I took Hope to bed with me for that night. Linny stayed with James. I knew we should be comforting one another in this, I knew from the beginning of the nightmare we should have been.
When the sirens went off that cool summer evening we thought it was a tornado. The skies were overcast and all was still except for some distant rumbling; but that is how tornados work. They drop like bombs, spin three minutes of wanton destruction, and suck back up into the belly of the sky.
I recalled grabbing Ellen and the twins, and shouting for Linny. But she was ahead of me, dragging Sarah and Evan across the backyard toward the bunker. She had the photo album tucked beneath one arm. She always grabbed the photo album.
I grabbed my phone. I sent a text, Tornado, love you, as I ran to pick up the boys. It never sent. The towers were already blocked, or down. We were supposed to meet within the hour, and it was my explanation for the inevitability of standing her up.
Hope sighed and twisted in my embrace. Her hair, finally dry again, tickled my lips and nose. She smelled warm, like I remembered healthy soil smelling. Clean and organic. “Papa?” She whispered.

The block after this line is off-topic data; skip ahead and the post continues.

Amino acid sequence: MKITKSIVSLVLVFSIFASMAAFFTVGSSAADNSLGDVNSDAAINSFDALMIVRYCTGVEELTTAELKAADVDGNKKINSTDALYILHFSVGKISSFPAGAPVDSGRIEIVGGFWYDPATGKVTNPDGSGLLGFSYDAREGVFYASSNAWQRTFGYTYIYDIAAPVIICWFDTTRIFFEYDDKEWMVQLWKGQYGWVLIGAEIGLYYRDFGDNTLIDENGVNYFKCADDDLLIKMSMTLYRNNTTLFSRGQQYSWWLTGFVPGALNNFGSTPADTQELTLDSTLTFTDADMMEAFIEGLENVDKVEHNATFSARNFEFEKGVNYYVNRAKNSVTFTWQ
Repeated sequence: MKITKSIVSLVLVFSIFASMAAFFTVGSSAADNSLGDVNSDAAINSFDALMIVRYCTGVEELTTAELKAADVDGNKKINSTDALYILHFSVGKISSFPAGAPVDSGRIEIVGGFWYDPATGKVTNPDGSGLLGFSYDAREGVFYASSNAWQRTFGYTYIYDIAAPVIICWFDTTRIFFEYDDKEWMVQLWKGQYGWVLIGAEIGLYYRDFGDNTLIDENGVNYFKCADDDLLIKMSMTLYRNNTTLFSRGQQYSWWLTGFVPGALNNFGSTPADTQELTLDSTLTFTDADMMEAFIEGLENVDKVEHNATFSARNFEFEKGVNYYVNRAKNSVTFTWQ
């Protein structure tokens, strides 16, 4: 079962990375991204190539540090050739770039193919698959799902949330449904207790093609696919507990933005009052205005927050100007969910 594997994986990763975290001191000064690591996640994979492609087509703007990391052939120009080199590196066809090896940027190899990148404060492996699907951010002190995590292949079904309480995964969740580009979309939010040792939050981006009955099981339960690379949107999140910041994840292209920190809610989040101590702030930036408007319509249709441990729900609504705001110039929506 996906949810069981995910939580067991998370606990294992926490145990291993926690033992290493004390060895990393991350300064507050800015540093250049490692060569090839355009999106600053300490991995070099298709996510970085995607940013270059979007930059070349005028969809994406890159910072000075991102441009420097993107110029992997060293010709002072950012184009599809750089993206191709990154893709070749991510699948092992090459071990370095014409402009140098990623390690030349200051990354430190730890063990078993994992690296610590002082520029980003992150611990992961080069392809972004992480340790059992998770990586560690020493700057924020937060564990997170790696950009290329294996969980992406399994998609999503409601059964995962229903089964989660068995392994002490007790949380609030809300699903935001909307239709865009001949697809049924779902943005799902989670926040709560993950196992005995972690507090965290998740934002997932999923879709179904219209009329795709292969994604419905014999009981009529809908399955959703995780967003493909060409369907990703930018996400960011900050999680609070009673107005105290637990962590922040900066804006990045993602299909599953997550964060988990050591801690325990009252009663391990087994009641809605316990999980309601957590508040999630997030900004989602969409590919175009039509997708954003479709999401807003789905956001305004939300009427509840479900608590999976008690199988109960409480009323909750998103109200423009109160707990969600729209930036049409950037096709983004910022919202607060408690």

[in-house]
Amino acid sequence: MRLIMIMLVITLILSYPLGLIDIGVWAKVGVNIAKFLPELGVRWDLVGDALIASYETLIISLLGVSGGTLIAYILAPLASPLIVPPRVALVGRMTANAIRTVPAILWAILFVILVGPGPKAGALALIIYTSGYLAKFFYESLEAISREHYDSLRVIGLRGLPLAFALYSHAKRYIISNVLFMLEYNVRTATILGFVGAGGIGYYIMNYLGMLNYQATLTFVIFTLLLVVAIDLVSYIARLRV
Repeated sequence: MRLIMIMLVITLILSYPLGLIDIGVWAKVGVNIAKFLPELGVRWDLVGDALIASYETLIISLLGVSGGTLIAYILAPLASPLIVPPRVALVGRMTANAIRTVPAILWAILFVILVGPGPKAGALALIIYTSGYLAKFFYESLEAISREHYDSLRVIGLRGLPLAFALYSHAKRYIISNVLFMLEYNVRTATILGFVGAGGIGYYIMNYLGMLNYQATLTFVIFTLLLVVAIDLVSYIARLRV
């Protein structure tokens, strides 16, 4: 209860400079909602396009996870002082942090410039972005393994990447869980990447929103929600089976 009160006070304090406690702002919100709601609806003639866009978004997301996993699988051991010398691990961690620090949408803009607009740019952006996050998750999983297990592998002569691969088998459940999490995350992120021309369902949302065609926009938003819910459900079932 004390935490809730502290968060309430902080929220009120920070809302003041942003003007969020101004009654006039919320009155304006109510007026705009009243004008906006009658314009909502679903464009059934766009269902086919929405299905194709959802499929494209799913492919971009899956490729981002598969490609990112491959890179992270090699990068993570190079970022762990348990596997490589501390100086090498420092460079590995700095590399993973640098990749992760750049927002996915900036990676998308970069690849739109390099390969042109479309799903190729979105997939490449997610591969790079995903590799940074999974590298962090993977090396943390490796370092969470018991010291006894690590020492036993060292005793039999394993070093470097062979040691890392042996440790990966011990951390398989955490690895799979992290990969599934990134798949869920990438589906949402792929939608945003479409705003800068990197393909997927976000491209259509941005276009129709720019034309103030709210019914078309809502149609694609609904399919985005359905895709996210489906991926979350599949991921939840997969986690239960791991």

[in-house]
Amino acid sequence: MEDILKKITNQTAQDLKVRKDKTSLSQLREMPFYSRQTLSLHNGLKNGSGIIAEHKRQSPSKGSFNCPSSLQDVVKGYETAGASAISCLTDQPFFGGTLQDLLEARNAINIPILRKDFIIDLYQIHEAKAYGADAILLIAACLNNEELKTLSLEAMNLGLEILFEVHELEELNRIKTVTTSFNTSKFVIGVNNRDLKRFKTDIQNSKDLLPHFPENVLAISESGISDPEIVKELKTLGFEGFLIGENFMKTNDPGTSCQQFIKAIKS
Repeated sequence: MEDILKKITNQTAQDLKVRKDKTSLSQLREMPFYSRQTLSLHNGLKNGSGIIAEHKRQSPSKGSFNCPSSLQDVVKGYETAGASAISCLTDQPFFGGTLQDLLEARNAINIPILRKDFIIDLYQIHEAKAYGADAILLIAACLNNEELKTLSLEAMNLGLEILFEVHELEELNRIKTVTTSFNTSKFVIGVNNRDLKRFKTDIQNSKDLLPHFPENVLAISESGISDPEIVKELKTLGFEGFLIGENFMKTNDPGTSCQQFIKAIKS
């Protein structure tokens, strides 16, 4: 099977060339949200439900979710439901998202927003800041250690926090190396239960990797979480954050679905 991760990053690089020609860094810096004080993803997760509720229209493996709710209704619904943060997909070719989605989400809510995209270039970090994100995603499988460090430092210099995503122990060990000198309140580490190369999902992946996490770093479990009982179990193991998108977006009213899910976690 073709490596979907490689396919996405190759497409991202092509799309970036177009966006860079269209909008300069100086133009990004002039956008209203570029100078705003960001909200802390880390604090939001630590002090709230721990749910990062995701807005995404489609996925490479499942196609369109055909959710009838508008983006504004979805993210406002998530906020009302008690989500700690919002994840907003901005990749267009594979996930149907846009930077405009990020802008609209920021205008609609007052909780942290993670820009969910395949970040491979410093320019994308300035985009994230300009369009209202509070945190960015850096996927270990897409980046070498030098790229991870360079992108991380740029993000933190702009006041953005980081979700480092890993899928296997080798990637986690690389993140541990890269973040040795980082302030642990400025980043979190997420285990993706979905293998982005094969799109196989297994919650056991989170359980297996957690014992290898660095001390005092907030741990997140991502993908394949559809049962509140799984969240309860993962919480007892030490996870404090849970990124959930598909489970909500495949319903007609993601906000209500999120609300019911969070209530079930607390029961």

“I’m here, baby girl. Right here. It was just a bad dream.”
“Yes. Papa’s here. You’re safe.”
“Is he gone?” she said, clear as day.
My heart froze in my chest at the sound of her voice, at the clear enunciation, hardly the speech of a child muted by fear. I pushed her back to look in her face, her head resting on Linny’s pillow. “You can speak,” I whispered.
She stared at me. There were spots of color on her cheeks that showed even in the dimness.
“Who did you see?”
My blood ran cold. Was someone here? In the house?
“There’s no man here, honey.” I willed it to be true.
“The dead man, Papa.”
“I don’t understand.”
She moved back into my embrace and sighed.
After her breath told me she was sleeping, I slid carefully from the bed. I picked up the revolver from the table by the bed and walked carefully into the hall. I let my eyes adjust; dawn wasn’t far now. I moved down the hall and checked the bedroom where the rest of my family now slept.
The house was clear. Peaceful, even. My pulse gradually returned to normal, calmed by the weight of the pistol in my hand and the sounds of children sleeping… I sank to the floor in the hall, my back against the wall of the room where my Hope slept. I could feel her. I could see the stairs.
I waited for dawn with the revolver on my knee.